Installing a geothermal hvac system on your home is like planting an acre of trees. How? The reduction in greenhouse gas is equivalent to planting all those trees on your property. That’s a huge help for the environment.The EPA will back us up on this. Over 20 years, your geothermal hvac system will be like planting 120,000 trees. 180,000 trees over 30 years. WOW!
Geothermal hvac systems use much less energy (as much as 60 less) than standard heat pumps. Thus, saving energy, money and the Earth. Read about the pros and cons of geothermal next.
Pros and Cons of geothermal energy
Let’s be real. Is there really nothing bad about geothermal energy?
Pros – Advantages
- Save a ton of money on energy bills (up to 60% on heating and 50% on cooling).
- Help protect the environment.
- Smallest carbon footprint of any hvac system.
- Works on any size home or business.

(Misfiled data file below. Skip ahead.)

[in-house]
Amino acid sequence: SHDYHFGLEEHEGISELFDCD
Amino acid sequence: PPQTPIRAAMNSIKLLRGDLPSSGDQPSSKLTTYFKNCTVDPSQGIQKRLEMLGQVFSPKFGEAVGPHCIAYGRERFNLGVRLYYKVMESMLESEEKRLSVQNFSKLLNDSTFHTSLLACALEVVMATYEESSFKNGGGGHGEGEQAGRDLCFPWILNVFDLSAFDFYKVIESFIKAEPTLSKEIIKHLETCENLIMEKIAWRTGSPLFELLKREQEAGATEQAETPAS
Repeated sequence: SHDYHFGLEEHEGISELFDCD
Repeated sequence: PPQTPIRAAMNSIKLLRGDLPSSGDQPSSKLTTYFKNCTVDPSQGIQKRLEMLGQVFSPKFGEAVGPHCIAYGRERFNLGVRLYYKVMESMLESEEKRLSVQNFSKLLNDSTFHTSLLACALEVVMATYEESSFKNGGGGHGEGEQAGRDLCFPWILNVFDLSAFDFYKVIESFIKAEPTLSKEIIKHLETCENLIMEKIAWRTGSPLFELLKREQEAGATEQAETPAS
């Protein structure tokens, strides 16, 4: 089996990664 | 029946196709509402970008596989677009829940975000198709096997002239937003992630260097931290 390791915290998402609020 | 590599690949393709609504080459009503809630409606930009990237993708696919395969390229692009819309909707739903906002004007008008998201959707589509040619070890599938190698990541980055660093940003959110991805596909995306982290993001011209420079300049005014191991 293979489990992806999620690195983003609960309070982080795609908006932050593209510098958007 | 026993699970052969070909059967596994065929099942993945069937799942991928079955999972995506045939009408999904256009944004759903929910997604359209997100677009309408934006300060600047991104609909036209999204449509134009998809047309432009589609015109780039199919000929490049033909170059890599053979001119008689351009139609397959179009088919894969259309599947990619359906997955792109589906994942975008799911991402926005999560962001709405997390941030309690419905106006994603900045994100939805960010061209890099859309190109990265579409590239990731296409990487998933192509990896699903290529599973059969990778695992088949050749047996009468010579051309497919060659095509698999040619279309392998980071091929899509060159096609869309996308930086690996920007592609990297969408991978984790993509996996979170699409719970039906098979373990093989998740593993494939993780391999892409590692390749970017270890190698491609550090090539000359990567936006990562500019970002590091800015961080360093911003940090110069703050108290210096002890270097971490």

- Ignore gas and oil price fluctuations.
- Quieter than standard heat pump.
- Longer lifespan than standard heat pump.
- Fewer moving parts means less maintenance.
Cons – Disadvantages
- Higher upfront investment than standard heat pump.
- Boring holes/wells will temporarily disturb your yard. But, this could actually be a pro, if you wanted a new yard anyway.
- You still need electricity to run the heat pump, just less of it.
- Underground loops could be damaged by tree roots, rodents, etc… This is extremely rare, but for full disclosure, it could happen.
What do you think? Which wins, the pros or the cons? If you said the pros, it’s time to call the Pros for your Free, No Obligation, Geothermal Consultation and Written Estimate. No pressure. Call us now for your Free Estimate.
Why choose renewable energy?
Now is a great time to invest in a geothermal hvac system. Prices are at their lowest ever. Technology is at its best ever. And this Planet’s renewable resources are being depleted at an astonishing rate causing increases in natural gas and oil prices. Electric bills will continue to rise slowly. So using less of it is a no brainer, if you have the funds to invest in a geothermal hvac system.
With approved credit, you may even qualify for special financing for 60 months on your new geothermal hvac system. Ask your representative for more details. Call us now for your Free, No Obligation, Geothermal Consultation and Written Estimate. Call now to see if geothermal is right for you and your home or business.